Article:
Maps of Bluefin Spawning Areas
in the Atlantic Ocean and Adjacent Seas
|According to the world scientific community, as represented by ICCAT's scientific advisory committee, the North Atlantic bluefin tuna subspecies (Thunnus thynnus thynnus) is composed of two separate populations or "stocks." The western North Atlantic stock is found from the Gulf of Mexico to Newfoundland. The eastern North Atlantic stock ranges from the Canary Islands to south of Iceland. Each is considered a distinct breeding unit.
Their two spawning areas are widely separated. As shown in the stylized figure to the right, the western stock spawns in the Gulf of Mexico (including the Straits of Florida), and the eastern stock spawns in the Mediterranean Sea (also see map, below). Although they undertake long-range migrations (in one recorded case, 1670 n. mi. in 90 days), less than 10 percent of bluefin tagged on one side of the Atlantic have ever been found on the other side. Some adults of the two stocks likely intermingle along the Gulf Stream in the mid-Atlantic at the northern end of their respective ranges during their fall feeding period. But by spring, each stock appears to find its way back to its own ancestral spawning areas - "homing" just as salmon to their natal streams.
That they are two different populations is underscored by the fact that members of the western stock grow to a much larger maximum size; moreover, they reach sexual maturity at an older age and at three times the weight as compared to members of the eastern stock. The western stock reaches maturity at 12 years of age and a weight of about 620 pounds. No tagged bluefin that entered the Gulf of Mexico to spawn has weighed less than 600 lbs. In contrast, the eastern stock matures at 4 to 5 years of age (and about 85 to 135 pounds). (Source, 1998 SCRS Report to ICCAT)
This figure shows the areas of intense spawning activity (dark blue) during late spring, the areas of larval distribution (green), and primary migratory routes of the juveniles (green arrows) and adults (red arrows) within the Mediterranean Sea. Adults migrate out of the Mediterranean and north to at least the south of the British Isles and formerly into the North Sea.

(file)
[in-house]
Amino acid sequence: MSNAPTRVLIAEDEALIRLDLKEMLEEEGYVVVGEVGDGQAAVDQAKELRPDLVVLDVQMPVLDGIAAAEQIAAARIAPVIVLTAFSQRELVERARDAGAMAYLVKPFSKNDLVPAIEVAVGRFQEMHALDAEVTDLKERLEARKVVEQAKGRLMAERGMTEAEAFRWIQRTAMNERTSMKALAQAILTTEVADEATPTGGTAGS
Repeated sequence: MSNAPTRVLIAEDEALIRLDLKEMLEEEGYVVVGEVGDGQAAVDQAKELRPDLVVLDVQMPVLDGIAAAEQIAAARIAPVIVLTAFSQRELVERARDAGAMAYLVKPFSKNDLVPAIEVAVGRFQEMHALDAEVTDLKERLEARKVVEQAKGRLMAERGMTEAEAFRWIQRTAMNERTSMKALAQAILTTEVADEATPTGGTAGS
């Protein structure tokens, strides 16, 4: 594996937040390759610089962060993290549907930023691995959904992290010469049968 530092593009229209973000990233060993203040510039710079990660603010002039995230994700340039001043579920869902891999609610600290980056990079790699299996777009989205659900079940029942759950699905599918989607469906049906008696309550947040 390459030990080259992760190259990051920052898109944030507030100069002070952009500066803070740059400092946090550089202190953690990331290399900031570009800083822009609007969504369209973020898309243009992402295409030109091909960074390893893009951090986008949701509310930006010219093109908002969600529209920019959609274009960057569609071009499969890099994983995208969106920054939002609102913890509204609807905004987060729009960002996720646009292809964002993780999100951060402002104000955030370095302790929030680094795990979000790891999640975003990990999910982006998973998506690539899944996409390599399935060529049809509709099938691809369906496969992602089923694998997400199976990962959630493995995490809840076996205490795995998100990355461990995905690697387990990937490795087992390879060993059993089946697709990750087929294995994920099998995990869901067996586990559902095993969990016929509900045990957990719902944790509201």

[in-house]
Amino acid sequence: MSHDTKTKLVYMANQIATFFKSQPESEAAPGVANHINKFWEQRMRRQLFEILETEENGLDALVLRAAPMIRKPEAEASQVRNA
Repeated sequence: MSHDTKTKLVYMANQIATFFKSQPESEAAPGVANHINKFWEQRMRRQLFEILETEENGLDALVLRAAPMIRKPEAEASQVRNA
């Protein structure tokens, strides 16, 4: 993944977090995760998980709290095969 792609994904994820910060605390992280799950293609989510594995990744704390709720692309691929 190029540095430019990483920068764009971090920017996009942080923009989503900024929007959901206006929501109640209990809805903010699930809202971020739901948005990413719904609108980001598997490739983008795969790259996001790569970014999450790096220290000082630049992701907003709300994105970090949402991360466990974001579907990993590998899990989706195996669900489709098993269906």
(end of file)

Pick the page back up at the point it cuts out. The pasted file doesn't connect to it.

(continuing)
|Map above taken from a great new book entitled "Close to the Surface"- a pictorial history of 50 years of big game fishing in the Azores. Its author is Greet Wouters.|
Worldwide Range of the Northern Bluefin Tuna (Thunnus thynnus)
Primary Ranges of the Western and Eastern North Atlantic Bluefin Tuna Populations
|OTHER PAGES ON THIS WEBSITE
Severity of Atlantic Population Declines
Endangered Species Act
White Marlin Listing Petition
Maps of Spawning and Feeding Areas
North Atlantic Currents
Chambers and Associates
List of All Pages on this Website
World Records and Other Large Game Fish
Index of Photos
Giant Bluefin Tuna - pg. 2
|Chambers and Associates
9814 Kensington Parkway
Kensington, Maryland 20895
(T) (301) 949-7778 (Fax) (301) 949-3003
Longliners fish most heavily during the periods when the moon is brightest. So, this real-time image of the moon phase shows when the kill of swordfish is greatest and least. It also shows when the kill of blue marlin, white marlin, sailfish, sharks, tunas, sea turtles, marine mammals and a host of other marine life is also greatest - even though they are not even targeted. For more, see link above.